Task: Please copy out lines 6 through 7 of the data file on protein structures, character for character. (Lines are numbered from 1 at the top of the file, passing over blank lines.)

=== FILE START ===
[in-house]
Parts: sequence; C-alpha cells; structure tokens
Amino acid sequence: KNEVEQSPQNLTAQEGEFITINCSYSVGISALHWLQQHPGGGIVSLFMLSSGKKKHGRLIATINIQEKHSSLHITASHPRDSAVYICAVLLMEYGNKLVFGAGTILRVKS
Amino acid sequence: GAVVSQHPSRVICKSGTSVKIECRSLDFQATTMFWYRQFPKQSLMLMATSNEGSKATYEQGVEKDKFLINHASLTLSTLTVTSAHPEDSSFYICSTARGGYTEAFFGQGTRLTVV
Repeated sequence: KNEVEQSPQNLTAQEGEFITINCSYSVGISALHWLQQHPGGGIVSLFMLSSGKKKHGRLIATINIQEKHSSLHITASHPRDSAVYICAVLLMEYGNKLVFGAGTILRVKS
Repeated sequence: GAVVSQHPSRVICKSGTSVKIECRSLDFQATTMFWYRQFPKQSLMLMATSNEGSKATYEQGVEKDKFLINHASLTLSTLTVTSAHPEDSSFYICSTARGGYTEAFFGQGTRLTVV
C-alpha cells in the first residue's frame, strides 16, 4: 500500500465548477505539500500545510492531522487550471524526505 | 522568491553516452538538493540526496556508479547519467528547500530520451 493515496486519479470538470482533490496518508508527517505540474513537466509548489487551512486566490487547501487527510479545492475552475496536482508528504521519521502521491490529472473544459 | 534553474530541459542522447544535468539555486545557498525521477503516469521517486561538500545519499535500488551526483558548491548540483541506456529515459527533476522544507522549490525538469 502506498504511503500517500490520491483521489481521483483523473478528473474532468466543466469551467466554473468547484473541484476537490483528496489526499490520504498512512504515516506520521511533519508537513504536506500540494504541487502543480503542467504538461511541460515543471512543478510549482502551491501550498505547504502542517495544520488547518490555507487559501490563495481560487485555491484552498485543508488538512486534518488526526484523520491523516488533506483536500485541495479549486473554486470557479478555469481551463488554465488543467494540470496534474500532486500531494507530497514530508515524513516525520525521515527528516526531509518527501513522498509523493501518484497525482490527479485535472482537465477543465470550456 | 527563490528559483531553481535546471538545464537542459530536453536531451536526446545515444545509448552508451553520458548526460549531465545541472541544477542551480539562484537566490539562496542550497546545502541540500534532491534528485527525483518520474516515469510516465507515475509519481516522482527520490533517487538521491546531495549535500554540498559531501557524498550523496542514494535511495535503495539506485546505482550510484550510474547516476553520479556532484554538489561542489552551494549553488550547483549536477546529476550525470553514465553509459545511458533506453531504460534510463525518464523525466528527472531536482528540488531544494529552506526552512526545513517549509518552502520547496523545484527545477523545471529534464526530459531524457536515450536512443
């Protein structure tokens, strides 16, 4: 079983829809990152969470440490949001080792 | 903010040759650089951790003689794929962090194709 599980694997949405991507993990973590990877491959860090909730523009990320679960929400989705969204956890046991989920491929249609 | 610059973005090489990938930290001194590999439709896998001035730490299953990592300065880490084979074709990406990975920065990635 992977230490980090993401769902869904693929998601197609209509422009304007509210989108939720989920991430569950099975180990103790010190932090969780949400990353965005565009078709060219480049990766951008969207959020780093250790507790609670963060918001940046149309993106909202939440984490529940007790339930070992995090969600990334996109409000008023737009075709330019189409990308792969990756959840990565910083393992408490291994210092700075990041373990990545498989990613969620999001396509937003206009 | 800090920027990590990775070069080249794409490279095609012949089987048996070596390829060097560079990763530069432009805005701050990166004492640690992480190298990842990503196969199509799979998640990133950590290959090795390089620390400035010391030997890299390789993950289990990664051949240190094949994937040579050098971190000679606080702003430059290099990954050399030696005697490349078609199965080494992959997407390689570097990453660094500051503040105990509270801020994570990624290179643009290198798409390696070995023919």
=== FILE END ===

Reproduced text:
Repeated sequence: GAVVSQHPSRVICKSGTSVKIECRSLDFQATTMFWYRQFPKQSLMLMATSNEGSKATYEQGVEKDKFLINHASLTLSTLTVTSAHPEDSSFYICSTARGGYTEAFFGQGTRLTVV
C-alpha cells in the first residue's frame, strides 16, 4: 500500500465548477505539500500545510492531522487550471524526505 | 522568491553516452538538493540526496556508479547519467528547500530520451 493515496486519479470538470482533490496518508508527517505540474513537466509548489487551512486566490487547501487527510479545492475552475496536482508528504521519521502521491490529472473544459 | 534553474530541459542522447544535468539555486545557498525521477503516469521517486561538500545519499535500488551526483558548491548540483541506456529515459527533476522544507522549490525538469 502506498504511503500517500490520491483521489481521483483523473478528473474532468466543466469551467466554473468547484473541484476537490483528496489526499490520504498512512504515516506520521511533519508537513504536506500540494504541487502543480503542467504538461511541460515543471512543478510549482502551491501550498505547504502542517495544520488547518490555507487559501490563495481560487485555491484552498485543508488538512486534518488526526484523520491523516488533506483536500485541495479549486473554486470557479478555469481551463488554465488543467494540470496534474500532486500531494507530497514530508515524513516525520525521515527528516526531509518527501513522498509523493501518484497525482490527479485535472482537465477543465470550456 | 527563490528559483531553481535546471538545464537542459530536453536531451536526446545515444545509448552508451553520458548526460549531465545541472541544477542551480539562484537566490539562496542550497546545502541540500534532491534528485527525483518520474516515469510516465507515475509519481516522482527520490533517487538521491546531495549535500554540498559531501557524498550523496542514494535511495535503495539506485546505482550510484550510474547516476553520479556532484554538489561542489552551494549553488550547483549536477546529476550525470553514465553509459545511458533506453531504460534510463525518464523525466528527472531536482528540488531544494529552506526552512526545513517549509518552502520547496523545484527545477523545471529534464526530459531524457536515450536512443